Mario and Karina Manzanero, who two years ago opened the Burrito Grill Café on NE 125th Street, came to Miami via the Yucatecan capital of Mérida, about a two-hour drive from Ticul. The food they serve is not as good as Gloria's, but they provide the same sort of personal care that makes you feel as though you're a special guest at their house. Karina cooks (she's been doing so since age fourteen), Mario waits tables and manages things, and one of their four sons, along with a nephew, helps out in the back kitchen.
It is a small, quaint, and immaculate café with obligatory sombreros and ponchos hanging on the walls and Mexican music festively serenading in the background. Five tall, tiled tables, each surrounded by four stools, line up against the storefront windows; more stools are set at a long counter that runs parallel to the tables. Behind the counter you can watch Karina craft the various tortilla-based dishes and cook them to order. You can also observe her meticulously scraping the griddle and wiping the counters after each dish is finished, as if she were cooking at home; the stainless-steel equipment is as shiny as a newly pressed peso.
The food is clean as well, a simple blend of fresh ingredients, savory seasonings, and unfussy flavors. The only thing lacking is lard -- like most Mexican restaurants in the States, Burrito Grill puts its clientele's health and diet concerns above tradition and substitutes corn oil. Understandable, but attempting to re-create the Yucatán's lusciously lardacious fare without rendered pork fat is like trying to come up with great oven-roasted French fries.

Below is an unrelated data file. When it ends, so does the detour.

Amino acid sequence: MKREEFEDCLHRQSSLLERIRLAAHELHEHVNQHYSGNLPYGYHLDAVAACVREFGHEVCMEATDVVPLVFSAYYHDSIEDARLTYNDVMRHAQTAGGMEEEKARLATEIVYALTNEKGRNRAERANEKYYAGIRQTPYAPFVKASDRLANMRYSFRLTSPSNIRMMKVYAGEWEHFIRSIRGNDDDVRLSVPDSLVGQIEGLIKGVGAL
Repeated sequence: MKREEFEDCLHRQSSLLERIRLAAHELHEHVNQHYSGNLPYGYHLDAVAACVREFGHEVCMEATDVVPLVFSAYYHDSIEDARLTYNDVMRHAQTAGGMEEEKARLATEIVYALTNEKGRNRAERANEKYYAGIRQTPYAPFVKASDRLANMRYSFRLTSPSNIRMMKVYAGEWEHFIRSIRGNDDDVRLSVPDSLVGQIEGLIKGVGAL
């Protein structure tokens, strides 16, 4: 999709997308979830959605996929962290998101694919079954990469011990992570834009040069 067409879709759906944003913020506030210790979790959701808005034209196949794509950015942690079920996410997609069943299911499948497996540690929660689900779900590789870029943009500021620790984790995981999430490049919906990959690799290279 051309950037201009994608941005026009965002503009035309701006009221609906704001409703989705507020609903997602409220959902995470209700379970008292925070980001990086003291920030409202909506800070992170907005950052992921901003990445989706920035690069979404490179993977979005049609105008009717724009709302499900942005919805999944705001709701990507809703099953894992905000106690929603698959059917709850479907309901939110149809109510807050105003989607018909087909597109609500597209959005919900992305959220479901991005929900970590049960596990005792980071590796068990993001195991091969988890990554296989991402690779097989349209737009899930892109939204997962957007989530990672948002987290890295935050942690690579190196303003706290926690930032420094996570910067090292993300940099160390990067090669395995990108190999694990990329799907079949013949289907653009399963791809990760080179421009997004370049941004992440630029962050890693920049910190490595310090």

Pibil is a Yucatecan cooking method wherein the meat gets marinaded in sour orange juice and achiote seasoning paste (recado); wrapped in banana leaf with chilies, tomato, and onion; cooked in a barbecue pit; and served with pickled red onions. Gloria didn't actually cook her pollo pibil in a pit. Nor does Karina do so with her conchinita pibil, but she does oven-roast the pork slowly for eight hours. The resultant morsels of succulent meat can be sampled atop three corn tortillas (tacos de conchinita pibil), or mixed with Mexican rice, soft red beans, and chopped red onion in a large, griddled flour tortilla (burrito Maya). These are the most fetching items on the abbreviated menu, at least in terms of quenching Yucatecan yearnings.
The nine other entrées encompass taqueríalike snacks such as quesadillas, tostadas, tamales, and a grand burrito -- same as burrito Maya but with chicken or steak in place of pork. Dinners come with rice or beans or both, and all but one (a marinated strip steak) cost less than seven dollars. That's a bargain. So is the single special served each day, which might be enchiladas salsa verde, or whole fried fish, or the Mayan "tikinchi" specialty of red snapper prepared pibil-style in banana leaf. More often than not the special here is the most noteworthy dish. Karina says she occasionally prepares my beloved panuchos, which are crisp little tortillas with black beans, chicken, lettuce, jalapeños, and pickled red onions, but I haven't lucked into them yet.
The Manzaneros are in the process of expanding the menu. I hope they add the tikinchi, panuchos, and a couple of other regional specialties to spice up their generic selections. My only other suggestion would be to cut down on the lime juice in the guacamole -- I needed to gulp a cold Negra Modelo beer to rinse away the sour taste (Dos Equis, Corona, and a couple of wines also are available). Had another beer after dinner, this time because I felt compelled to linger awhile. I find that the more gracious the hosts, the more awkward it is for me to eat and run.